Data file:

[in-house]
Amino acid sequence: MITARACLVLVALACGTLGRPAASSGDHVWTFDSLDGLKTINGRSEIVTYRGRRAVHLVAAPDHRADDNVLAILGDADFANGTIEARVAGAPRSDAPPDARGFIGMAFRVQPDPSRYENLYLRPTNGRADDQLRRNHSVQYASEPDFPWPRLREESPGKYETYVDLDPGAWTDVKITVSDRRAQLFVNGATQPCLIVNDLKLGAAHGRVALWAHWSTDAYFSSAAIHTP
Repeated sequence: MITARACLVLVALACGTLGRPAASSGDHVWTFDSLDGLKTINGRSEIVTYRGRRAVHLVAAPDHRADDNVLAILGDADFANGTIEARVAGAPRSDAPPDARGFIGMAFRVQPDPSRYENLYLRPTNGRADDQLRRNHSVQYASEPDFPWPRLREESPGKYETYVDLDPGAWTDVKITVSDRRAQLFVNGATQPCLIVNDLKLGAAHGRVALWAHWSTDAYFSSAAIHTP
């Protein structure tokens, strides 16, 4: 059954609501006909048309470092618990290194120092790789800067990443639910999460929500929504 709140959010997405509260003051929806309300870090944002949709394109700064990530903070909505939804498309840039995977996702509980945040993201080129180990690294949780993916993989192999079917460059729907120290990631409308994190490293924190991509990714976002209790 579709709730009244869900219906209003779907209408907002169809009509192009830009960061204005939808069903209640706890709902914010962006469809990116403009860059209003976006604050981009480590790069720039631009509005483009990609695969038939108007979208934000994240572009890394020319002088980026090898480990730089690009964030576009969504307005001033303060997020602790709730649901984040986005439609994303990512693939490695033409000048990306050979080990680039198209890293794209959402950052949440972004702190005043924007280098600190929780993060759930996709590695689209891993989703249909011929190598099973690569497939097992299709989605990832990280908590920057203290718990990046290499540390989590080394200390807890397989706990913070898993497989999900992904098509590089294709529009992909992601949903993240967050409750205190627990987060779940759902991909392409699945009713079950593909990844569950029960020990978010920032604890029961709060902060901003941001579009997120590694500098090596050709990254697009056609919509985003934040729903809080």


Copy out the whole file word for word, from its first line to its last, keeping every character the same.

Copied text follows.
[in-house]
Amino acid sequence: MITARACLVLVALACGTLGRPAASSGDHVWTFDSLDGLKTINGRSEIVTYRGRRAVHLVAAPDHRADDNVLAILGDADFANGTIEARVAGAPRSDAPPDARGFIGMAFRVQPDPSRYENLYLRPTNGRADDQLRRNHSVQYASEPDFPWPRLREESPGKYETYVDLDPGAWTDVKITVSDRRAQLFVNGATQPCLIVNDLKLGAAHGRVALWAHWSTDAYFSSAAIHTP
Repeated sequence: MITARACLVLVALACGTLGRPAASSGDHVWTFDSLDGLKTINGRSEIVTYRGRRAVHLVAAPDHRADDNVLAILGDADFANGTIEARVAGAPRSDAPPDARGFIGMAFRVQPDPSRYENLYLRPTNGRADDQLRRNHSVQYASEPDFPWPRLREESPGKYETYVDLDPGAWTDVKITVSDRRAQLFVNGATQPCLIVNDLKLGAAHGRVALWAHWSTDAYFSSAAIHTP
């Protein structure tokens, strides 16, 4: 059954609501006909048309470092618990290194120092790789800067990443639910999460929500929504 709140959010997405509260003051929806309300870090944002949709394109700064990530903070909505939804498309840039995977996702509980945040993201080129180990690294949780993916993989192999079917460059729907120290990631409308994190490293924190991509990714976002209790 579709709730009244869900219906209003779907209408907002169809009509192009830009960061204005939808069903209640706890709902914010962006469809990116403009860059209003976006604050981009480590790069720039631009509005483009990609695969038939108007979208934000994240572009890394020319002088980026090898480990730089690009964030576009969504307005001033303060997020602790709730649901984040986005439609994303990512693939490695033409000048990306050979080990680039198209890293794209959402950052949440972004702190005043924007280098600190929780993060759930996709590695689209891993989703249909011929190598099973690569497939097992299709989605990832990280908590920057203290718990990046290499540390989590080394200390807890397989706990913070898993497989999900992904098509590089294709529009992909992601949903993240967050409750205190627990987060779940759902991909392409699945009713079950593909990844569950029960020990978010920032604890029961709060902060901003941001579009997120590694500098090596050709990254697009056609919509985003934040729903809080």